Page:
U2 Elevation Tour
Elevation Tour 2nd leg: Europe
: Slane Castle - Slane, Ireland
SLANE CASTLEStuart Bailie (published on 2001-08-26)
It’s hard to describe the sight of 80 000 people to someone who’s never seen such a thing. Especially when it takes the form of a palpitating mass, bending around the contours of Slane - with most of the participants roaring, drinking, good-vibing, clapping, climbing on each other and holding up burning things when the music suggests it. It’s the maddest sight.
And while this fizzing assembly has tolerated and even enjoyed the likes of Kelis, the Red Hot Chilli Peppers, JJJ72 and Coldplay, the U2 part of the night is unquestionably a supreme deal. An Irish band, once again the boss international draw, crowning the 20th anniversary of Slane as a venue, steering home on a rare shiny, summer day, the death of the singer’s dad still a raw memory. Just to tweak the atmosphere a bit more, somebody plays ‘The Boys Are Back In Town’ over the sound system at around 8pm, and the roaring intensifies.
Bono ambles onto the stage, gets down on one knee and crosses himself. Presently, the sustained whoosh of ‘Elevation’ vents the energy of band and crowd, leading smartly into ‘Beautiful Day’ as the peculiar tone of the tour (considerable joy, high-winging hope, some hints of despair) starts to bleed through.
Old tunes like ‘New Year’s Day’ and ‘Sunday Bloody Sunday’ sit well alongside new songs such as ‘Kite’, which has come to define the last days of Bono’s dad. Tonight, he changes the lyrics to remember Bob Hewson and his generation: "the last of the opera stars, when be-bop drove the big cars / the time when media was the big idea". The singer also notes that ‘A Kind Of Homecoming’ was written and recorded at Slane Castle, and so another jag of memory finds its expression.
U2 supported Thin Lizzy here in 1981, now they hail Phil Lynott’s spirit with a wobbly version of ‘Dancing In The Moonlight’, a song they doubtless played better in their very early days. But, hey, nice gesture. And they show some of their own worth when ‘Bad’ morphs through the Rolling Stones’ ‘Fool To Cry’, past ‘40’ and into an extra-fierce ‘Where The Streets Have No Name’. Enormous lights pan over the audience, and Bono lashes the people around, getting them giddy and tempestuous.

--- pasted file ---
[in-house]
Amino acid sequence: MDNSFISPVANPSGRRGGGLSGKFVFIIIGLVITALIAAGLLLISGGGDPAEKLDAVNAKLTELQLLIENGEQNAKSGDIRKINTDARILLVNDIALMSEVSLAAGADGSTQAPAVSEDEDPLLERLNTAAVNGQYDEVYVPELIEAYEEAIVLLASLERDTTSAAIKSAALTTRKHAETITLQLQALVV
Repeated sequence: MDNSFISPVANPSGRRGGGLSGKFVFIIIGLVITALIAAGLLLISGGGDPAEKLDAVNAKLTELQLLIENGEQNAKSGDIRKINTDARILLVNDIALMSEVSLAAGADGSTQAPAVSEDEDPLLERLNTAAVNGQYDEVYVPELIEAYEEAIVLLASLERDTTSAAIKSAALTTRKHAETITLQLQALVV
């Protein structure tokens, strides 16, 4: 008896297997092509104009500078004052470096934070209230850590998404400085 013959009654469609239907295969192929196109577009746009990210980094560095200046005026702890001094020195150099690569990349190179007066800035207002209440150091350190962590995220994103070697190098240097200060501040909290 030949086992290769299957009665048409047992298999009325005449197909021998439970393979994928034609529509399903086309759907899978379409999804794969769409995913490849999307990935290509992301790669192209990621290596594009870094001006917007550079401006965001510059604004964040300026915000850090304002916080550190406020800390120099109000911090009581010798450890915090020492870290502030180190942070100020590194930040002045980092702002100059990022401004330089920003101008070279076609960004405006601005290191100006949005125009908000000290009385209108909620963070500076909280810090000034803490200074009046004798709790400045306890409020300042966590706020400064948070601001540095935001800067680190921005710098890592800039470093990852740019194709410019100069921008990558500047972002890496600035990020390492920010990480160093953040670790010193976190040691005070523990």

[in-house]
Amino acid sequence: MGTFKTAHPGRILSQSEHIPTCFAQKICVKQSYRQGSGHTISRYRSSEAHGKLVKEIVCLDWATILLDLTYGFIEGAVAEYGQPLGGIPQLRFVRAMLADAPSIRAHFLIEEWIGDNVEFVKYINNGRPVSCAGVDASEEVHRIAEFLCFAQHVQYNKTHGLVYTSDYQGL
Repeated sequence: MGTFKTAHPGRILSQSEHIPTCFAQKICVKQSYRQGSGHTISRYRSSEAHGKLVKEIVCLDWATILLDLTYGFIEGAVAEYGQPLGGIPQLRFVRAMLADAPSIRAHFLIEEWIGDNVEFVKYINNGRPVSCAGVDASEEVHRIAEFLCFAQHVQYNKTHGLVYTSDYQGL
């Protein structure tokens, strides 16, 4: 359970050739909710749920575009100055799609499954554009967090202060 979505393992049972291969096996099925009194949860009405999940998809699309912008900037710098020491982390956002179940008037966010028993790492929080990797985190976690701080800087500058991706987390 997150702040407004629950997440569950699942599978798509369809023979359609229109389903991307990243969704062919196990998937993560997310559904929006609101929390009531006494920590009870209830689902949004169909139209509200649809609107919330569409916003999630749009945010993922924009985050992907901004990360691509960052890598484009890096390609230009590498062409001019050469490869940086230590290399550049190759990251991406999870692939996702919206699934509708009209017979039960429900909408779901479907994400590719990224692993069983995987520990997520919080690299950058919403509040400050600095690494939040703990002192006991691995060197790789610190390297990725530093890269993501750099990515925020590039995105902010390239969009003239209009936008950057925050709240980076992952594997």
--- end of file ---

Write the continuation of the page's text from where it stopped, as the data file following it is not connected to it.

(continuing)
‘Bullet The Blue Sky’ is aimed towards the trigger-happy minority in Ireland. Bono spells out the names of those organisations and makes his aggressive-pacifist line clear. And with that, he gets progressively gentler. With ‘One’, the image of his dad is relayed over the video screens, a very public idea that some people may take issue with. But that’s the guy’s therapeutic instinct. He’s so out there, his life so magnified and buffeted, that he puts all his feelings directly into the ether, even tailing the song with a version of The Three Degrees’ ‘When Will I See You Again’.
The spiritual keynote is taken up with the closing song, ‘Walk On’, a kind of a benediction in this context. It’s a chance to cool down after the high pitch of the night, to pull some thoughts back in, and to get ready for a mighty show of pyrotechnics (that’ll be the unforgettable fireworks) hurtling vividly over the banks of the Boyne.
A bit of a great show, actually.
Often plagiarised, never matched.